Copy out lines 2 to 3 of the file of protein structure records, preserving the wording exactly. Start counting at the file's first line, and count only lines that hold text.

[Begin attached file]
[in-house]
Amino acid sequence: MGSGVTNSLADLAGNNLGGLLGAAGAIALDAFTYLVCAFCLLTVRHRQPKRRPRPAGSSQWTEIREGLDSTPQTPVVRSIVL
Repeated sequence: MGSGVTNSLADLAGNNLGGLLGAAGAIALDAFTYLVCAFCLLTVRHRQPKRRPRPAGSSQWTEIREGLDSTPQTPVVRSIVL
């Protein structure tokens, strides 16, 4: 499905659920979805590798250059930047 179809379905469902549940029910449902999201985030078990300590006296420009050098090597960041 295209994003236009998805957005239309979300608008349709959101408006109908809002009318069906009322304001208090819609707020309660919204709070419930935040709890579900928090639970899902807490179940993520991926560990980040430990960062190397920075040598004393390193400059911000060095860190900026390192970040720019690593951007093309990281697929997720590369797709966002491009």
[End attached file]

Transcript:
Amino acid sequence: MGSGVTNSLADLAGNNLGGLLGAAGAIALDAFTYLVCAFCLLTVRHRQPKRRPRPAGSSQWTEIREGLDSTPQTPVVRSIVL
Repeated sequence: MGSGVTNSLADLAGNNLGGLLGAAGAIALDAFTYLVCAFCLLTVRHRQPKRRPRPAGSSQWTEIREGLDSTPQTPVVRSIVL